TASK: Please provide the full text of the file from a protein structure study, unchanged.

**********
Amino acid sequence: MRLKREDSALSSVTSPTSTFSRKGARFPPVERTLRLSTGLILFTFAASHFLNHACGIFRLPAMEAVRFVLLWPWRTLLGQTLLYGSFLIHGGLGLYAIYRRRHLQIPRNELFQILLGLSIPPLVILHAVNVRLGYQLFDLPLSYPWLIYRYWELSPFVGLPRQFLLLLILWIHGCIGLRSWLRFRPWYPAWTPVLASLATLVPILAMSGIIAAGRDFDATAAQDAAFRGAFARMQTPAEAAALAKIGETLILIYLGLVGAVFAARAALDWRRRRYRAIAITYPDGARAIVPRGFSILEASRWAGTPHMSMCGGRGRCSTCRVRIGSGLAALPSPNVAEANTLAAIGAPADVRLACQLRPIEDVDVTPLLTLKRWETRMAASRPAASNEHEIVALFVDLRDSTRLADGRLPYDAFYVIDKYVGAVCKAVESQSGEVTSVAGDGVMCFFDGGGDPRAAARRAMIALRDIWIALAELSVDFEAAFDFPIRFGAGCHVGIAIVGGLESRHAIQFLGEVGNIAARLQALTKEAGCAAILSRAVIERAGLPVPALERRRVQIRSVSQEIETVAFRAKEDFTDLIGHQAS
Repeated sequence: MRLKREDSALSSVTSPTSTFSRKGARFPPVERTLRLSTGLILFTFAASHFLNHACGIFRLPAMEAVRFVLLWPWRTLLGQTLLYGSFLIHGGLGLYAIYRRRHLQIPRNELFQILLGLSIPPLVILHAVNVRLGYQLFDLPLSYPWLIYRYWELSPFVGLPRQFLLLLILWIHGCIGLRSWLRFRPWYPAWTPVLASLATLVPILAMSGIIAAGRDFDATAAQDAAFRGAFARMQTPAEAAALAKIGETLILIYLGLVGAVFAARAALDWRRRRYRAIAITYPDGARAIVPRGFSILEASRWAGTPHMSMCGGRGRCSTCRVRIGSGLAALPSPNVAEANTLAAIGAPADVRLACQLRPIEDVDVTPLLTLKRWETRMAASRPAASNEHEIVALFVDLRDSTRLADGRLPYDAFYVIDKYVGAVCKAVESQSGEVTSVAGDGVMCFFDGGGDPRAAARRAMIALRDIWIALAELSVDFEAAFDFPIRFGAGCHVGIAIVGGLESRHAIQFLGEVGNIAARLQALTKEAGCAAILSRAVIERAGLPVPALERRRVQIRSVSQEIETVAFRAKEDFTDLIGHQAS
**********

Amino acid sequence: MRLKREDSALSSVTSPTSTFSRKGARFPPVERTLRLSTGLILFTFAASHFLNHACGIFRLPAMEAVRFVLLWPWRTLLGQTLLYGSFLIHGGLGLYAIYRRRHLQIPRNELFQILLGLSIPPLVILHAVNVRLGYQLFDLPLSYPWLIYRYWELSPFVGLPRQFLLLLILWIHGCIGLRSWLRFRPWYPAWTPVLASLATLVPILAMSGIIAAGRDFDATAAQDAAFRGAFARMQTPAEAAALAKIGETLILIYLGLVGAVFAARAALDWRRRRYRAIAITYPDGARAIVPRGFSILEASRWAGTPHMSMCGGRGRCSTCRVRIGSGLAALPSPNVAEANTLAAIGAPADVRLACQLRPIEDVDVTPLLTLKRWETRMAASRPAASNEHEIVALFVDLRDSTRLADGRLPYDAFYVIDKYVGAVCKAVESQSGEVTSVAGDGVMCFFDGGGDPRAAARRAMIALRDIWIALAELSVDFEAAFDFPIRFGAGCHVGIAIVGGLESRHAIQFLGEVGNIAARLQALTKEAGCAAILSRAVIERAGLPVPALERRRVQIRSVSQEIETVAFRAKEDFTDLIGHQAS
Repeated sequence: MRLKREDSALSSVTSPTSTFSRKGARFPPVERTLRLSTGLILFTFAASHFLNHACGIFRLPAMEAVRFVLLWPWRTLLGQTLLYGSFLIHGGLGLYAIYRRRHLQIPRNELFQILLGLSIPPLVILHAVNVRLGYQLFDLPLSYPWLIYRYWELSPFVGLPRQFLLLLILWIHGCIGLRSWLRFRPWYPAWTPVLASLATLVPILAMSGIIAAGRDFDATAAQDAAFRGAFARMQTPAEAAALAKIGETLILIYLGLVGAVFAARAALDWRRRRYRAIAITYPDGARAIVPRGFSILEASRWAGTPHMSMCGGRGRCSTCRVRIGSGLAALPSPNVAEANTLAAIGAPADVRLACQLRPIEDVDVTPLLTLKRWETRMAASRPAASNEHEIVALFVDLRDSTRLADGRLPYDAFYVIDKYVGAVCKAVESQSGEVTSVAGDGVMCFFDGGGDPRAAARRAMIALRDIWIALAELSVDFEAAFDFPIRFGAGCHVGIAIVGGLESRHAIQFLGEVGNIAARLQALTKEAGCAAILSRAVIERAGLPVPALERRRVQIRSVSQEIETVAFRAKEDFTDLIGHQAS